McGahn Staying Put at NRCC
Don McGahn, the lead lawyer for House Republicans' campaign arm, will not be named to fill a GOP vacancy on the Federal Election Commission; instead, he will stay with the National Republican Congressional Committee for the duration of the cycle.
A source familiar with the selection process, who spoke without attribution because of the sensitive nature of the matter, said that McGahn made it through the background check without a hitch, but there were concerns that it would be difficult to replace him quickly at the NRCC with less than a year remaining before the 2006 midterm elections. Another Republican requesting anonymity to speak candidly about a private matter said that worries regarding McGahn's past legal work for former Majority Leader Tom DeLay (R-Texas) might have made it difficult for him to be selected for the FEC post.
McGahn has held his NRCC job since 1999, while also maintaining a handful of private clients for a legal practice he opened following the 2004 election.
There are four openings on the six-member FEC. Brad Smith, a Republican, has already left the commission; three others are serving even though their officials terms have already expired (each plans to leave the commission for good when their successors are named).
President Bush is reportedly planning to fill the vacancies while Congress is in recess -- allowing his picks to serve until the start of the next Congress, a period of time that will cover the rewriting of a number of FEC regulations crafted in response to the 2002 Bipartisan Campaign Reform Act.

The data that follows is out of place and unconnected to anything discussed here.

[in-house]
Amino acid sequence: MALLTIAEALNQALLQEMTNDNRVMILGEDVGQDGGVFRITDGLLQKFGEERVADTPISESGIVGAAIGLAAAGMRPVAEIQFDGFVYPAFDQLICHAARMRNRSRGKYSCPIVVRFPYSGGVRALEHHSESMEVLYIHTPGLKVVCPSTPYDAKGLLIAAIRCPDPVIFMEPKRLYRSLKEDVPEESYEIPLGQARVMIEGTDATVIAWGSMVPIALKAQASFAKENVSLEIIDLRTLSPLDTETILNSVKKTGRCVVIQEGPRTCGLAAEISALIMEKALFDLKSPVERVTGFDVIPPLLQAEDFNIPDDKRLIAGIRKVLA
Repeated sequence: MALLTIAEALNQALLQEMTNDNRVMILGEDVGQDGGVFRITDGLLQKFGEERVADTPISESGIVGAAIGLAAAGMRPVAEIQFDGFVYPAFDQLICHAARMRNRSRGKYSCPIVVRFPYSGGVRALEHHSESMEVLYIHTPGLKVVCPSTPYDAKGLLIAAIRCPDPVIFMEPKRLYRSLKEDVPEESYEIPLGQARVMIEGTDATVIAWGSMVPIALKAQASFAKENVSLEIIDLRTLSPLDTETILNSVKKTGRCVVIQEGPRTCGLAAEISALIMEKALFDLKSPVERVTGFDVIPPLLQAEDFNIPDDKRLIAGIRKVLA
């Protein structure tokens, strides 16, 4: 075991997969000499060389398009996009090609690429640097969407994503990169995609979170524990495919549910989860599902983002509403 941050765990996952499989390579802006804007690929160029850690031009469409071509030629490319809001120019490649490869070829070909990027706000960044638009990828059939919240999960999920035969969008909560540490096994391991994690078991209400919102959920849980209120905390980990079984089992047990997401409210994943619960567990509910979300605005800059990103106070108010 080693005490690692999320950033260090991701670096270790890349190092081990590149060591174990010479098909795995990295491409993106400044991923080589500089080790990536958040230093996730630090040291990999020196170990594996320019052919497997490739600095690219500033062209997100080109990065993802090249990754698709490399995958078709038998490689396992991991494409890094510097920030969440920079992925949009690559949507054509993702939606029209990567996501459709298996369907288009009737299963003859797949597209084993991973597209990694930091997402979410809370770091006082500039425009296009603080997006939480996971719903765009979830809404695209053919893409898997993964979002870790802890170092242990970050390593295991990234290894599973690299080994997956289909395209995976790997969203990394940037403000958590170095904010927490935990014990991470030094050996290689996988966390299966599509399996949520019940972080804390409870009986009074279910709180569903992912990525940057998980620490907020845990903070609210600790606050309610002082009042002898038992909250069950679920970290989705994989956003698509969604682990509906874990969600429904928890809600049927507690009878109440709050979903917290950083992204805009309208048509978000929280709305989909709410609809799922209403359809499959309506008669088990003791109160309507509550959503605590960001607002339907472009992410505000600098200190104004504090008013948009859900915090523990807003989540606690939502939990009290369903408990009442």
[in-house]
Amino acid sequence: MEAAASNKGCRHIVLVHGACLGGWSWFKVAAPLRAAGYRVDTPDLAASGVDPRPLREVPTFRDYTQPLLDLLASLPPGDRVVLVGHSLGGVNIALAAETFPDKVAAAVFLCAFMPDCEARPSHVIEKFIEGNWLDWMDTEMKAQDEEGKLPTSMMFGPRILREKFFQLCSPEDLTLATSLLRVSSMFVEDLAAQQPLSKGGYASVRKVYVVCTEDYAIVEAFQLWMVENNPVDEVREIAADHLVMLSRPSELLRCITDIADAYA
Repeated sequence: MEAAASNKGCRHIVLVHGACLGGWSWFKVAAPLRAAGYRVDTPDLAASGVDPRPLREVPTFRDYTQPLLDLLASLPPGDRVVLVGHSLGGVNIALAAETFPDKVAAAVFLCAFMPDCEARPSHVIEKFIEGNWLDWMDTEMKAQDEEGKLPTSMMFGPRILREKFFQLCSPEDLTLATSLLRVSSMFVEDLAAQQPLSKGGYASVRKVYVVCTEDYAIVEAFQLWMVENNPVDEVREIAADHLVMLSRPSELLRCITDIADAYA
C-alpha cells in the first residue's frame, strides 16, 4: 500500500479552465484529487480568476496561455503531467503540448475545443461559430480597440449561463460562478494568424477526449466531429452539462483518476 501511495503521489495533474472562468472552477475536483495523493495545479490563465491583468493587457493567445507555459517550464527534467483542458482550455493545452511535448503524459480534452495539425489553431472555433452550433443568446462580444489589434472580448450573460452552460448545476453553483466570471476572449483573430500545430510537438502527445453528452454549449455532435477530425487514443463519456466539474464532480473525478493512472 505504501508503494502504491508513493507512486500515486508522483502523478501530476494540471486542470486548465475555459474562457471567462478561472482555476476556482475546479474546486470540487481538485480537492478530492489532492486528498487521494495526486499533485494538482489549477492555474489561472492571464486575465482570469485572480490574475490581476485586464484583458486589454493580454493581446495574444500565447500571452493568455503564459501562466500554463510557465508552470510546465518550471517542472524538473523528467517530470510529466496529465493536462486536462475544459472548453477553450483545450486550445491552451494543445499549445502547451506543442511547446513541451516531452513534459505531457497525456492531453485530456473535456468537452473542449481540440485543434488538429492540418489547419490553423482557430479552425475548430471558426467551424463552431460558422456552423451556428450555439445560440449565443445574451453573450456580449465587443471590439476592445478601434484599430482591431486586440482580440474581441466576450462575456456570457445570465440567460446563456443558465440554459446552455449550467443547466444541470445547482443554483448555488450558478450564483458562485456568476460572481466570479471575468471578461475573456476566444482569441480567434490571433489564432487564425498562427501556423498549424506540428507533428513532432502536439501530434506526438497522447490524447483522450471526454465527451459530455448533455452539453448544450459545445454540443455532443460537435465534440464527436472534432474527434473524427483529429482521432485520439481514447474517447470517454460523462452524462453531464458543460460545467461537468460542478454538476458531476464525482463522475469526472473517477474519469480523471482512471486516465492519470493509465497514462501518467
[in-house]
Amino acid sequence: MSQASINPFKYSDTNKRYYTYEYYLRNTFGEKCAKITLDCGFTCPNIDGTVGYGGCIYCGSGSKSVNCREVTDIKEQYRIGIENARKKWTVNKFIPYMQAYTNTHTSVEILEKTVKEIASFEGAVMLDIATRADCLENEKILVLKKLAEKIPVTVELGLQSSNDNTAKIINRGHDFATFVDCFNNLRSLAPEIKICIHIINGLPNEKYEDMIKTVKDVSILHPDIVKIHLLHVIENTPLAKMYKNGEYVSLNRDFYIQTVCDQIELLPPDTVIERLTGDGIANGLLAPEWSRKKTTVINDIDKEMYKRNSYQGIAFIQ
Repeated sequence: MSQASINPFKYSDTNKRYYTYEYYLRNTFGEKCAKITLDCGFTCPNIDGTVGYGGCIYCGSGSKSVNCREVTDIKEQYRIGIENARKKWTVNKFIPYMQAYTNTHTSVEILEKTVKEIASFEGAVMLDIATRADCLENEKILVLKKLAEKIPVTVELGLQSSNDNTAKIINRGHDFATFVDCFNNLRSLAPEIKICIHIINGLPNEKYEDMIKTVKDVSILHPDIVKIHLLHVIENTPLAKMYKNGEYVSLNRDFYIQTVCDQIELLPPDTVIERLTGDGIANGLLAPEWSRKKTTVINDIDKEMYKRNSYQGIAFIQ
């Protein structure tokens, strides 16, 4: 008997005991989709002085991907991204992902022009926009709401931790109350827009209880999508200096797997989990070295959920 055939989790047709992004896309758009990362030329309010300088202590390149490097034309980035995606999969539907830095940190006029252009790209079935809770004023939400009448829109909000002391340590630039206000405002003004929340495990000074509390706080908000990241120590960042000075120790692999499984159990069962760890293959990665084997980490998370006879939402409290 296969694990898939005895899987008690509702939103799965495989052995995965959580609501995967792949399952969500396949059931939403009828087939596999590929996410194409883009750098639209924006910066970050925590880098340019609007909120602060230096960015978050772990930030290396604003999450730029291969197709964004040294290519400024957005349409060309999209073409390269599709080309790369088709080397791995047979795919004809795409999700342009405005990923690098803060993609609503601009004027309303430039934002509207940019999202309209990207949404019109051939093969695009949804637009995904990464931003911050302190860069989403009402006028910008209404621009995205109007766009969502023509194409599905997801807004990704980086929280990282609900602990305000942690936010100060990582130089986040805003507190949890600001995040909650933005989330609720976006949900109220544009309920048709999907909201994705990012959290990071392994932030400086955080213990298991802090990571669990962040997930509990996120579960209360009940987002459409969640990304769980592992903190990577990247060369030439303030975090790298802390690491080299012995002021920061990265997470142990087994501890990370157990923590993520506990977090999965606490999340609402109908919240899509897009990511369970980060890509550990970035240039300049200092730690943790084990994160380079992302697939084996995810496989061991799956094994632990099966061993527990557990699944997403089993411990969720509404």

The White House's recess-appointment plan has provoked considerable negative reaction from editorial boards (including The Washington Post's), as well as the leading campaign finance watchdogs in Congress. Sens. John McCain (R-Ariz.) and Russ Feingold (D-Wisc.), along with Reps. Chris Shays (R-Conn.) and Marty Meehan (D-Mass.) sent a letter to the President on Nov. 16 arguing against recess appointments to the FEC.
"In the past, recess appointments have been used as a means to place individuals on the FEC without sufficient scrutiny, leading the public and many in Congress to believe that their loyalties lie with the Congressional leaders who sponsored them," the four wrote. "Given the perpetual impotence of the FEC, it would be most unwise to maintain this approach."
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